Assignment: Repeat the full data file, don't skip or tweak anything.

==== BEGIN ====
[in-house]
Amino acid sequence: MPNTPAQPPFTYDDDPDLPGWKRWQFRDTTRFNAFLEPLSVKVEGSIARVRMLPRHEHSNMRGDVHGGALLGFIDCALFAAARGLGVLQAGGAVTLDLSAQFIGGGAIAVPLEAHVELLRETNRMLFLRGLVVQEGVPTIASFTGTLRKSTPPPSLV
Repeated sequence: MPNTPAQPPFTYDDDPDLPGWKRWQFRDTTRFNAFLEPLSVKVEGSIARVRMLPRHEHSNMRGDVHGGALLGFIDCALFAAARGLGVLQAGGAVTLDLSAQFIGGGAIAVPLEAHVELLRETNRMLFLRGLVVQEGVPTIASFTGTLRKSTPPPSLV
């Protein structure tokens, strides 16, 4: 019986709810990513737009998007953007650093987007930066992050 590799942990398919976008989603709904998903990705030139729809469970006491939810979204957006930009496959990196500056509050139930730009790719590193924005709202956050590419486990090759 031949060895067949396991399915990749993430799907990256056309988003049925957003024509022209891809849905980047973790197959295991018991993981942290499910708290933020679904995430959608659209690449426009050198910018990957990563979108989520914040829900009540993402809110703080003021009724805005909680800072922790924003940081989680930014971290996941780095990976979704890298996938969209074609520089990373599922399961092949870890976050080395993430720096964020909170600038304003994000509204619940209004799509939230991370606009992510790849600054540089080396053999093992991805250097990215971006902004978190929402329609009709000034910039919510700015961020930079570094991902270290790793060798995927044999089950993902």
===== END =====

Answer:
[in-house]
Amino acid sequence: MPNTPAQPPFTYDDDPDLPGWKRWQFRDTTRFNAFLEPLSVKVEGSIARVRMLPRHEHSNMRGDVHGGALLGFIDCALFAAARGLGVLQAGGAVTLDLSAQFIGGGAIAVPLEAHVELLRETNRMLFLRGLVVQEGVPTIASFTGTLRKSTPPPSLV
Repeated sequence: MPNTPAQPPFTYDDDPDLPGWKRWQFRDTTRFNAFLEPLSVKVEGSIARVRMLPRHEHSNMRGDVHGGALLGFIDCALFAAARGLGVLQAGGAVTLDLSAQFIGGGAIAVPLEAHVELLRETNRMLFLRGLVVQEGVPTIASFTGTLRKSTPPPSLV
């Protein structure tokens, strides 16, 4: 019986709810990513737009998007953007650093987007930066992050 590799942990398919976008989603709904998903990705030139729809469970006491939810979204957006930009496959990196500056509050139930730009790719590193924005709202956050590419486990090759 031949060895067949396991399915990749993430799907990256056309988003049925957003024509022209891809849905980047973790197959295991018991993981942290499910708290933020679904995430959608659209690449426009050198910018990957990563979108989520914040829900009540993402809110703080003021009724805005909680800072922790924003940081989680930014971290996941780095990976979704890298996938969209074609520089990373599922399961092949870890976050080395993430720096964020909170600038304003994000509204619940209004799509939230991370606009992510790849600054540089080396053999093992991805250097990215971006902004978190929402329609009709000034910039919510700015961020930079570094991902270290790793060798995927044999089950993902």